This profile is part of the story Women Unlimited: Closing the Gender Gap in Medicine and Science.
Vivian Lewis’s class in medical school, at Columbia University College of Physicians and Surgeons, was considered quite progressive in the 1970s—about one-third of the students were women.
“I was part of a kind of sea change,” she says. “The senior class looked very different.”
Although the residency programs she considered had hardly any women faculty, about half her peers in the residency she chose, in obstetrics and gynecology at Mount Sinai School of Medicine of City University, were women.
“Honestly, we were the stronger ones,” she says. “We were overachievers. We felt the expectations were greater for us.”
By the time Lewis came to the University of Rochester Medical Center in 1991 as an associate professor and to lead the Division of Reproductive Endocrinology, she was enthusiastically helping to advance a field continuously expanding in scope and impact.
“Reproductive endocrinology barely existed when I was coming along, so part of what attracted me was that it seemed like an open canvas, with so much to be discovered,” she says.
Lewis has been chair of the advisory committee on reproductive health drugs for the Food and Drug Administration since 2014. Aside from reproductive endocrinology, her areas of expertise include infertility, menopause, in vitro fertilization, and hormone replacement therapy.
Being promoted from associate professor to full professor “was an interesting step for me and a turning point,” Lewis says, because she was the only underrepresented minority in that role. “There had been one before me, but that person had moved on, and now it was my turn.”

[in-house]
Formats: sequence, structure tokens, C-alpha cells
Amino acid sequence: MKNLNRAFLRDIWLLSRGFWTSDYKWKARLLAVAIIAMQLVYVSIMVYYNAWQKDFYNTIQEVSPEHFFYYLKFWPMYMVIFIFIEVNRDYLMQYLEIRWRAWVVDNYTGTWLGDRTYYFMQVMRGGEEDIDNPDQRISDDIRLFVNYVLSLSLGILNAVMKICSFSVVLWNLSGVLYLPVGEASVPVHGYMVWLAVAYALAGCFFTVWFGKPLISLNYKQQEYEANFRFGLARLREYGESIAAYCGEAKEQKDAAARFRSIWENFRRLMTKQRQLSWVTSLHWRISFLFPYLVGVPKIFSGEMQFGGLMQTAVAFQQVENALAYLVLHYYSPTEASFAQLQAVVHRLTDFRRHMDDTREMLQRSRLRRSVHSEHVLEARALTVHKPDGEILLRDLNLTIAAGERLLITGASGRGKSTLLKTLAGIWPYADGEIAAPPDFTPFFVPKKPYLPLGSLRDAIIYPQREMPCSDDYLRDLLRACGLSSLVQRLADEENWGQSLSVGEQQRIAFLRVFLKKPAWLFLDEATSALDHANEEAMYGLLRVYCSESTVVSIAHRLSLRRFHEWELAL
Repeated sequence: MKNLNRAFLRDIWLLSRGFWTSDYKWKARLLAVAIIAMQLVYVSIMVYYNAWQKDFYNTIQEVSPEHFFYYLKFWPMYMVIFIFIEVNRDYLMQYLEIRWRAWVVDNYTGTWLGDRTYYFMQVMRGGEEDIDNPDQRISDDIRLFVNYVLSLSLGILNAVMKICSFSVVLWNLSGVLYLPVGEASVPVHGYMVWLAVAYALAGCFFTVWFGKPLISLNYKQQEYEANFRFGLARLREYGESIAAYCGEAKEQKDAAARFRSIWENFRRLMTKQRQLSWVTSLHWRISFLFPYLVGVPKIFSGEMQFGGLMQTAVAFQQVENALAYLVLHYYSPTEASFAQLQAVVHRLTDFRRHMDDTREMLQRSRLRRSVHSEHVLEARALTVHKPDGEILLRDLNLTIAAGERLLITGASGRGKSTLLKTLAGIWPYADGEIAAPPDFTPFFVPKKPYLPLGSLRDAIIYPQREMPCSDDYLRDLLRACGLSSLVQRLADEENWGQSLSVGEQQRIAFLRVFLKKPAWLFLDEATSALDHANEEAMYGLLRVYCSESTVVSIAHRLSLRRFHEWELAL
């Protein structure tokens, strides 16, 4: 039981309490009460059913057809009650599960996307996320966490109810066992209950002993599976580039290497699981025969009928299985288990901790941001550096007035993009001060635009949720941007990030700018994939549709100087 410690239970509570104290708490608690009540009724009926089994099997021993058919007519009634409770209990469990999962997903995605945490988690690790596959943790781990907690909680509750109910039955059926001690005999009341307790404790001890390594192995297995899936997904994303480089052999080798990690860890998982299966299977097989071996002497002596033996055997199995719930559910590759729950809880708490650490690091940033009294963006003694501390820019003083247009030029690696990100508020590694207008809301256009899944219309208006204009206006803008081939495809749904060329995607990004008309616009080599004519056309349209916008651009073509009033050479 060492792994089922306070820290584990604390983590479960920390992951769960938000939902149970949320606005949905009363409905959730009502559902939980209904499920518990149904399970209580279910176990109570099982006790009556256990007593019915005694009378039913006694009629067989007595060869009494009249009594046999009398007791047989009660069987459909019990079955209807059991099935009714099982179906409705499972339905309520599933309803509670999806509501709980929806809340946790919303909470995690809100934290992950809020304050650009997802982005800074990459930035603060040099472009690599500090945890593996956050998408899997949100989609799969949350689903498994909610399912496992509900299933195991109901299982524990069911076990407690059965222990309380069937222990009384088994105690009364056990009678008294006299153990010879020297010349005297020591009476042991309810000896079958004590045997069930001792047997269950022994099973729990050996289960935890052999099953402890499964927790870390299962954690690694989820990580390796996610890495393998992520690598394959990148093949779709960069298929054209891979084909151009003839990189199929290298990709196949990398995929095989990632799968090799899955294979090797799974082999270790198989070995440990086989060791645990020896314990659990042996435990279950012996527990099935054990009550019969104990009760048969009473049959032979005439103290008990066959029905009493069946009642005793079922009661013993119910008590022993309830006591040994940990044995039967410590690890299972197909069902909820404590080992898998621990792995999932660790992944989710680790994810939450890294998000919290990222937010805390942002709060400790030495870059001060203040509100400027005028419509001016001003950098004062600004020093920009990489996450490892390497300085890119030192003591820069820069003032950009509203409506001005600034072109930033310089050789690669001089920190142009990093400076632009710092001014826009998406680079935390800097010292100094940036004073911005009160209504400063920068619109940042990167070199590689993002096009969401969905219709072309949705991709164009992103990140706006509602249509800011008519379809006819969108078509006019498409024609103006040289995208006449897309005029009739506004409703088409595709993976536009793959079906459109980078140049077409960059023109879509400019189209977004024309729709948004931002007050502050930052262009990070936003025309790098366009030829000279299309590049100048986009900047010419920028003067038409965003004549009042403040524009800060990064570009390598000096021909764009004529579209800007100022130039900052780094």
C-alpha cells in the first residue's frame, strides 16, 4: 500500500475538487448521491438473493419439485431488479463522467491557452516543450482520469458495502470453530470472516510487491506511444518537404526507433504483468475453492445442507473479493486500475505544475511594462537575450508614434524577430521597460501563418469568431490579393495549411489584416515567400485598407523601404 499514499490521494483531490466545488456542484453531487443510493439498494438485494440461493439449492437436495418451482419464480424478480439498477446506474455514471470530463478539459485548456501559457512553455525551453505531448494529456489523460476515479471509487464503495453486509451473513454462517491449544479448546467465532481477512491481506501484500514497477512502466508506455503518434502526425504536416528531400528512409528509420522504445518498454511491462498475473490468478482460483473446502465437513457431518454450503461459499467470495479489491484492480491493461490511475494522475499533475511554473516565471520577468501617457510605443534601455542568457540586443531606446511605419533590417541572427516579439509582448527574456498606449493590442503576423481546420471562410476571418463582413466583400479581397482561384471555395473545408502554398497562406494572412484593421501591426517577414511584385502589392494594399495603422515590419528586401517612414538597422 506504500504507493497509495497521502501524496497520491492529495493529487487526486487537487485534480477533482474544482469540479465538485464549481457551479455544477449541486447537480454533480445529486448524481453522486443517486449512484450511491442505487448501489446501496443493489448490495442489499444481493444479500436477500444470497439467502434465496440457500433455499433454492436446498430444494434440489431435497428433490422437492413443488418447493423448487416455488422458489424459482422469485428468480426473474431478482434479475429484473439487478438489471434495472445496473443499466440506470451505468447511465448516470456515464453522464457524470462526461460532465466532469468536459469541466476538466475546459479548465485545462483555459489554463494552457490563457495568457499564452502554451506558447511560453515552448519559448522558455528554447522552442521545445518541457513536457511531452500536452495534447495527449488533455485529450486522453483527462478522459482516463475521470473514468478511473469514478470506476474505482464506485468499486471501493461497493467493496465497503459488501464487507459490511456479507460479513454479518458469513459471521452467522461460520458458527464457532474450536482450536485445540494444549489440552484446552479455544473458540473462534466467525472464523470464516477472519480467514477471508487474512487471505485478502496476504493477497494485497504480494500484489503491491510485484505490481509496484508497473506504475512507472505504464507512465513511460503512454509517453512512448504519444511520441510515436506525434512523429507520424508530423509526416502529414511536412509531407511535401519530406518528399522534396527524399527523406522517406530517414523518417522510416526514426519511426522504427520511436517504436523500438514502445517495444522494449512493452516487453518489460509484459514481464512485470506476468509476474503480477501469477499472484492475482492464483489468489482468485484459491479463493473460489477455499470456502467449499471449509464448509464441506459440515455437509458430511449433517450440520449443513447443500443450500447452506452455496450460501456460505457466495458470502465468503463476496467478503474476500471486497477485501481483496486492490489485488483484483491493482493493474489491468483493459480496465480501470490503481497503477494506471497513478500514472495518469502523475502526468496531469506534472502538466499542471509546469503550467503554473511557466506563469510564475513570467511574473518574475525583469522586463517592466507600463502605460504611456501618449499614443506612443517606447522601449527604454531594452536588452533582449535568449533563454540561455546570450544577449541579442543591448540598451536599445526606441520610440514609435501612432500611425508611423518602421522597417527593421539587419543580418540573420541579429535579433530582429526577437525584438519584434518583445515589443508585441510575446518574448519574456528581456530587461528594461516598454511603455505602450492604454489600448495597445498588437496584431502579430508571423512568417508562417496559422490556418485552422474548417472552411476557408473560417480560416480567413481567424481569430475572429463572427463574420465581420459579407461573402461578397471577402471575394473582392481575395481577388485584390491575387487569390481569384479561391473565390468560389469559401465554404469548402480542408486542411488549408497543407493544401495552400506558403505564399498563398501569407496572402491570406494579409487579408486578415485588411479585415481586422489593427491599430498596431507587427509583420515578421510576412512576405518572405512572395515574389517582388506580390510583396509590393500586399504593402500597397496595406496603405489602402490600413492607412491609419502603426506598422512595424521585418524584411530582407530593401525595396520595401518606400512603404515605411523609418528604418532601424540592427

She didn’t understand why. There were few female full professors as it was, though she knew many women who deserved to be moving up the ranks. And she knew other ethnic minorities who’d left their jobs in frustration because they felt they were hitting the glass ceiling.
“I thought, ‘I deserve this promotion, and yet I shouldn’t be so unique. This is ridiculous,’” she says.
From that promotion in early 2000 until July 2019, Lewis was the only female African American full professor throughout the entire university.
Lewis, who retired in September but continues to work for the university part time, is proud of the way science and medicine around women’s health and reproduction have expanded choices available to female practitioners and patients—in large part due to the women’s movement.
“You can’t separate the two, and that’s for the better of health care,” she says. “Not to say women are solely responsible. But we’ve made our mark.”